Qademah Fault Project

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  • Dataset

    Qademah Fault Seismic Data Set - Northern Part

    (KAUST Research Repository, 2015-01) Hanafy, Sherif M.; Lu, Kai; Hota, Mrinal Kanti; Guo, Bowen; Tarhini, Ahmad; Center for Subsurface Imaging and Fluid Modeling; Center for Subsurface Imaging and Fluid Modeling (CSIM); Earth Science and Engineering Program; Physical Science and Engineering (PSE) Division

    Objective: Is the Qademah fault that was detected in 2010 the main fault? We collected a long 2D profile, 526 m, where the fault that was detected in 2010 is at around 300 m.

    Layout: We collected 264 CSGs, each has 264 receivers. The shot and receiver interval is 2 m. We also collected an extra 48 CSGs with offset = 528 to 622 m with shot interval = 2 m. The receivers are the same as the main survey.

  • Dataset

    Qademah Fault Passive Data

    (KAUST Research Repository, 2014) Hanafy, Sherif M.; Lu, Kai; Hota, Mrinal Kanti; Guo, Bowen; Tarhini, Ahmad; Center for Subsurface Imaging and Fluid Modeling; Center for Subsurface Imaging and Fluid Modeling (CSIM); Earth Science and Engineering Program; Physical Science and Engineering (PSE) Division

    OBJECTIVE:

    In this field trip we collect passive data to

    1.  Convert passive to surface waves
      
    2.  Locate Qademah fault using surface wave migration
      

    INTRODUCTION:

    In this field trip we collected passive data for several days. This data will be used to find the surface waves using interferometry and then compared to active-source seismic data collected at the same location.

    A total of 288 receivers are used. A 3D layout with 5 m inline intervals and 10 m cross line intervals is used, where we used 12 lines with 24 receivers at each line.

    You will need to download the file (rec_times.mat), it contains important information about

    1.  Field record no
      
    2.  Record day
      
    3.  Record month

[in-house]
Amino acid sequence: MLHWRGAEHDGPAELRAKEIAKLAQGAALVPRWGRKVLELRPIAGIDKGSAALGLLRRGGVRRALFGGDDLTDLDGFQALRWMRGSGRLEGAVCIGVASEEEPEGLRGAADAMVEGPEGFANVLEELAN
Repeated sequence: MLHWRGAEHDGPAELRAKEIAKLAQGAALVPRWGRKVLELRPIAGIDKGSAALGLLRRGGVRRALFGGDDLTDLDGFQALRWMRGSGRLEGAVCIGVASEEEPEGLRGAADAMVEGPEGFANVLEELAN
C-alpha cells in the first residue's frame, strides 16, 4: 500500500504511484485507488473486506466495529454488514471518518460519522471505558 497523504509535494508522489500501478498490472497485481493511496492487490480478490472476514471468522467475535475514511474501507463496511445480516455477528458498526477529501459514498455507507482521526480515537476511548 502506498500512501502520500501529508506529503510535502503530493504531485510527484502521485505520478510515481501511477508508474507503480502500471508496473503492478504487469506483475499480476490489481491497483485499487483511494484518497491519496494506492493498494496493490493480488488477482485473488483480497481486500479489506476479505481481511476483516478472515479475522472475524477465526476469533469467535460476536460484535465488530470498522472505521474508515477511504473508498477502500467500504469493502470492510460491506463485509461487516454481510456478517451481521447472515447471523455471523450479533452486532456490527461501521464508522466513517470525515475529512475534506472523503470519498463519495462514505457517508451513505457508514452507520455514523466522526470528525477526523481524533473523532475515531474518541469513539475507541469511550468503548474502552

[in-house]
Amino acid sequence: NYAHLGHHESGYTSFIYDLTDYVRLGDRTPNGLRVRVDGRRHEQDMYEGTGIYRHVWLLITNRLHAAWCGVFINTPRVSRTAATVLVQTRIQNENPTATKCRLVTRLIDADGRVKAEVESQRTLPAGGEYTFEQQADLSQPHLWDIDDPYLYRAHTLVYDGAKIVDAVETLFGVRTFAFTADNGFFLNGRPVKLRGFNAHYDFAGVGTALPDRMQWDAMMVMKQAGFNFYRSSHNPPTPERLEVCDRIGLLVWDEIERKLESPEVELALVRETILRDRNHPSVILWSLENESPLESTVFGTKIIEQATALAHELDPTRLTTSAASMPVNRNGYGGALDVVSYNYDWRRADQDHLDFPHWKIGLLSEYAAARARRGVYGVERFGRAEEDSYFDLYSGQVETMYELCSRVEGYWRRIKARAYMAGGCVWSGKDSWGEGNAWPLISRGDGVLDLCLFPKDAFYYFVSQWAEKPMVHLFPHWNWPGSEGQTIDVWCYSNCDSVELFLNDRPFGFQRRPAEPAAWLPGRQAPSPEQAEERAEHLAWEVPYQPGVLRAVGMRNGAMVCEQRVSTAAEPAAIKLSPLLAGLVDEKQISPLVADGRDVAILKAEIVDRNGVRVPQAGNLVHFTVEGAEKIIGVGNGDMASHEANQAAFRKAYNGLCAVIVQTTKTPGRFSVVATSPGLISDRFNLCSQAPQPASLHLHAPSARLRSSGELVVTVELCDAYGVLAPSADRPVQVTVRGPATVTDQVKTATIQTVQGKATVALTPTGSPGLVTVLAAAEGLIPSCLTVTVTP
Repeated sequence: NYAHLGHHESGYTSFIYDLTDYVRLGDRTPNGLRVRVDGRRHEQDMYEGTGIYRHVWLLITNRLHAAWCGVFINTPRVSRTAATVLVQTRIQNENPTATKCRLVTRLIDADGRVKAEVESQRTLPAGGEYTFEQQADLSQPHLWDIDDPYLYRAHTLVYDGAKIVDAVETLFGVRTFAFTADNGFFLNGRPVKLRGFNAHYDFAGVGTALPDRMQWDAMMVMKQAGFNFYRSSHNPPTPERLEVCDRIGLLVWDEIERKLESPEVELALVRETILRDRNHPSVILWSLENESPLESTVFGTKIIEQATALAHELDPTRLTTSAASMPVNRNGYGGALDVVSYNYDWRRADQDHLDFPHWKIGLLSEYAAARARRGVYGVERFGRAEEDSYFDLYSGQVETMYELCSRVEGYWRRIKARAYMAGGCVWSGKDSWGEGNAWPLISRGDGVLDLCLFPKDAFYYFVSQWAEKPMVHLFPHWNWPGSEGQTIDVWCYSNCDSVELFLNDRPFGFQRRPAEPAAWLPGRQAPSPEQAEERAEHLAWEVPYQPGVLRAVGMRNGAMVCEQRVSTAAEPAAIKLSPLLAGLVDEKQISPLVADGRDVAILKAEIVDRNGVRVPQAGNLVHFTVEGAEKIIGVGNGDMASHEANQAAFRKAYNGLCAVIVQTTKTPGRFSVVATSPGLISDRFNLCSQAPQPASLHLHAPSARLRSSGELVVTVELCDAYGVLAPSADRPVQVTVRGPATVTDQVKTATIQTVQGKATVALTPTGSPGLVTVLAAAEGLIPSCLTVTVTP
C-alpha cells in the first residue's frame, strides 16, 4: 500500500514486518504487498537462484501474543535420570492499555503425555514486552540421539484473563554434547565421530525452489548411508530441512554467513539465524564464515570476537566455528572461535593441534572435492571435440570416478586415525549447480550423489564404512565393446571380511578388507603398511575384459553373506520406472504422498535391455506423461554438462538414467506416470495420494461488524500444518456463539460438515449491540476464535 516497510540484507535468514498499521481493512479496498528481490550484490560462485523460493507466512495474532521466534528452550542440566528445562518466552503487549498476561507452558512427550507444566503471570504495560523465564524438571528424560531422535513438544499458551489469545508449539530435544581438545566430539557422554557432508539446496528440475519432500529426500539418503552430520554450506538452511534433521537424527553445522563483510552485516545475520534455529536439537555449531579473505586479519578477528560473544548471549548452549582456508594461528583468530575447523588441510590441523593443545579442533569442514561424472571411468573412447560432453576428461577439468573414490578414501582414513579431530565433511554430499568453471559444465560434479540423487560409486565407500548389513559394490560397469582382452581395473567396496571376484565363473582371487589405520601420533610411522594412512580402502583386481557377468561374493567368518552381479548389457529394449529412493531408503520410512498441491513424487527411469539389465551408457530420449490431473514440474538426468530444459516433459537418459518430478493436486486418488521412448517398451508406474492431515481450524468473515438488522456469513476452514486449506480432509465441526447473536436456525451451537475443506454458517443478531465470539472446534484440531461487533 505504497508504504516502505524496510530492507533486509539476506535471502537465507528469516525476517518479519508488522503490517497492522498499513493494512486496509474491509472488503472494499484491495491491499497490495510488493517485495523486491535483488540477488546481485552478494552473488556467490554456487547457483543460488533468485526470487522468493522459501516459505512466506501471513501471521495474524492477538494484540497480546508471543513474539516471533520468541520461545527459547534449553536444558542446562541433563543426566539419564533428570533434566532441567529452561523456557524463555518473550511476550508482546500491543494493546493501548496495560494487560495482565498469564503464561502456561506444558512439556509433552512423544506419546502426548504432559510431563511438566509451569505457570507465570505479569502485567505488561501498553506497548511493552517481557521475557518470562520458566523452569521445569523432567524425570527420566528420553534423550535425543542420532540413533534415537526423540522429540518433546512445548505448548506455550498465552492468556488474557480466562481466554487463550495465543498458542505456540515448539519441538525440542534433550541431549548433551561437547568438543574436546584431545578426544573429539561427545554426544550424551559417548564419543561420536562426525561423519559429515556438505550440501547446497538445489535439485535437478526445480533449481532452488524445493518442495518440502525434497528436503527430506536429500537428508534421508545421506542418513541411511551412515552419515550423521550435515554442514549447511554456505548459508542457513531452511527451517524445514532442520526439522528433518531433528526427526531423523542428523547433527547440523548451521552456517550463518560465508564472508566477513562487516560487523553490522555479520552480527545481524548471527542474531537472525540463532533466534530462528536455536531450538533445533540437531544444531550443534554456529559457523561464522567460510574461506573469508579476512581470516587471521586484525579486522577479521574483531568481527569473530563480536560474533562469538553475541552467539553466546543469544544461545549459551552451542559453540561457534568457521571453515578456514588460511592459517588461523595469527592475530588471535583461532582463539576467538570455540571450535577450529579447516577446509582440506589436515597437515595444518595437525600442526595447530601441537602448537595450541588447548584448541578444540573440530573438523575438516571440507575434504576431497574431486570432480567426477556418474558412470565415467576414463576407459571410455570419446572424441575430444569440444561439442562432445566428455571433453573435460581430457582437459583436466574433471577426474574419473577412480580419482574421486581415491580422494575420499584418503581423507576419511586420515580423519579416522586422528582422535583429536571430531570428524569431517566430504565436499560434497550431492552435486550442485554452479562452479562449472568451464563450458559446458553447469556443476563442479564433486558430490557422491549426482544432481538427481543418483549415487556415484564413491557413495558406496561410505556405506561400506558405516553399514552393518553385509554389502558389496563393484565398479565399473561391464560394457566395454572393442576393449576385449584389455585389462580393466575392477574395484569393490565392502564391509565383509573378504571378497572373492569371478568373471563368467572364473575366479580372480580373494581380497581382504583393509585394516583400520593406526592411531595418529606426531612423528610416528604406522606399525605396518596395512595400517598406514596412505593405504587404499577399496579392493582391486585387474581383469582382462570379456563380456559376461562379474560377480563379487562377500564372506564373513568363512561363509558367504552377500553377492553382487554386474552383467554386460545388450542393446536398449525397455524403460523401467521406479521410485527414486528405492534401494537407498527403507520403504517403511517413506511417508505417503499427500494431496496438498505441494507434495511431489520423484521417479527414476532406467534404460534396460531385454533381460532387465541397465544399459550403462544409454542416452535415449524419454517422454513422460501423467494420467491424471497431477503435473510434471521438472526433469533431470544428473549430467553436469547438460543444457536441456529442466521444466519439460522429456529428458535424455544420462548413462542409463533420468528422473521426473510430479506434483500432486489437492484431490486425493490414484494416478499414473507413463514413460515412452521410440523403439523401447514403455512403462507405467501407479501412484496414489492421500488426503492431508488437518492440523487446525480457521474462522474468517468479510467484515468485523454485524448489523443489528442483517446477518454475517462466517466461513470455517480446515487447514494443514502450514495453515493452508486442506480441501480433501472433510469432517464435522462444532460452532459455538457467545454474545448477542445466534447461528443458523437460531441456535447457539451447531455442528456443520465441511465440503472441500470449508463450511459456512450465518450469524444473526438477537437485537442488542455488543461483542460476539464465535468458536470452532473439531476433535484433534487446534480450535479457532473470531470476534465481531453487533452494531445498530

4.  Record hour
      
    5.  Record minute
      
    6.  Record second
      
    7.  Record length
      

    P.S. 1. All files are converted from original format (SEG-2) to matlab format

    P.S. 2. Overlaps between records (10 to 1.5 sec.) are already removed from these files

  • Dataset

    Qademah Fault Artificial Ambient Noise Test

    (KAUST Research Repository, 2014) Hanafy, Sherif M.; AlTheyab, Abdullah; Center for Subsurface Imaging and Fluid Modeling; Center for Subsurface Imaging and Fluid Modeling (CSIM); Earth Science and Engineering Program; Physical Science and Engineering (PSE) Division

    This data set was collected on 7 Dec. 2014 by Sherif and Abdullah. The receiver layout is the same as that of the passive data test at the same location, which is described as follow:

    288 receivers are used and arranged as follow

    • 12 lines, cross-line offset = 10 m

    • 24 receiver in each line, inline offset = 5 m

    • Additional 24 receivers are placed at line # 6, where the receiver interval is decreased to 2.5 m.

    Data Recording:

    We start recording at 10:10 am and stop recording at 11:25 am.

    Each record has total of 20 s, with time interval of 0.004 ms and around 2 s overlap between each two successive files.

    Source:

    We used a piece of wood attached to a pick-up truck to create the noise; we drove around the array of receivers in a rectangle-shape route during the recording time.

  • Dataset

    Qademah Fault 3D Survey

    (KAUST Research Repository, 2014) Hanafy, Sherif M.; Lu, Kai; Hota, Mrinal Kanti; Guo, Bowen; Tarhini, Ahmad; Center for Subsurface Imaging and Fluid Modeling; Center for Subsurface Imaging and Fluid Modeling (CSIM); Earth Science and Engineering Program; Physical Science and Engineering (PSE) Division

    Objective:

    Collect 3D seismic data at Qademah Fault location to

    1. 3D traveltime tomography
    2. 3D surface wave migration
    3. 3D phase velocity
    4. Possible reflection processing

    Acquisition Date: 26 – 28 September 2014

    Acquisition Team: Sherif, Kai, Mrinal, Bowen, Ahmed

    Acquisition Layout: We used 288 receiver arranged in 12 parallel lines, each line has 24 receiver. Inline offset is 5 m and crossline offset is 10 m. One shot is fired at each receiver location. We use the 40 kgm weight drop as seismic source, with 8 to 15 stacks at each shot location.

  • Article

    Skeletonized inversion of surface wave: Active source versus controlled noise comparison

    (Society of Exploration Geophysicists, 2016-07-14) Li, Jing; Hanafy, Sherif; Physical Science and Engineering (PSE) Division

    We have developed a skeletonized inversion method that inverts the S-wave velocity distribution from surface-wave dispersion curves. Instead of attempting to fit every wiggle in the surface waves with predicted data, it only inverts the picked dispersion curve, thereby mitigating the problem of getting stuck in a local minimum. We have applied this method to a synthetic model and seismic field data from Qademah fault, located at the western side of Saudi Arabia. For comparison, we have performed dispersion analysis for an active and controlled noise source seismic data that had some receivers in common with the passive array. The active and passive data show good agreement in the dispersive characteristics. Our results demonstrated that skeletonized inversion can obtain reliable 1D and 2D S-wave velocity models for our geologic setting. A limitation is that we need to build layered initial model to calculate the Jacobian matrix, which is time consuming.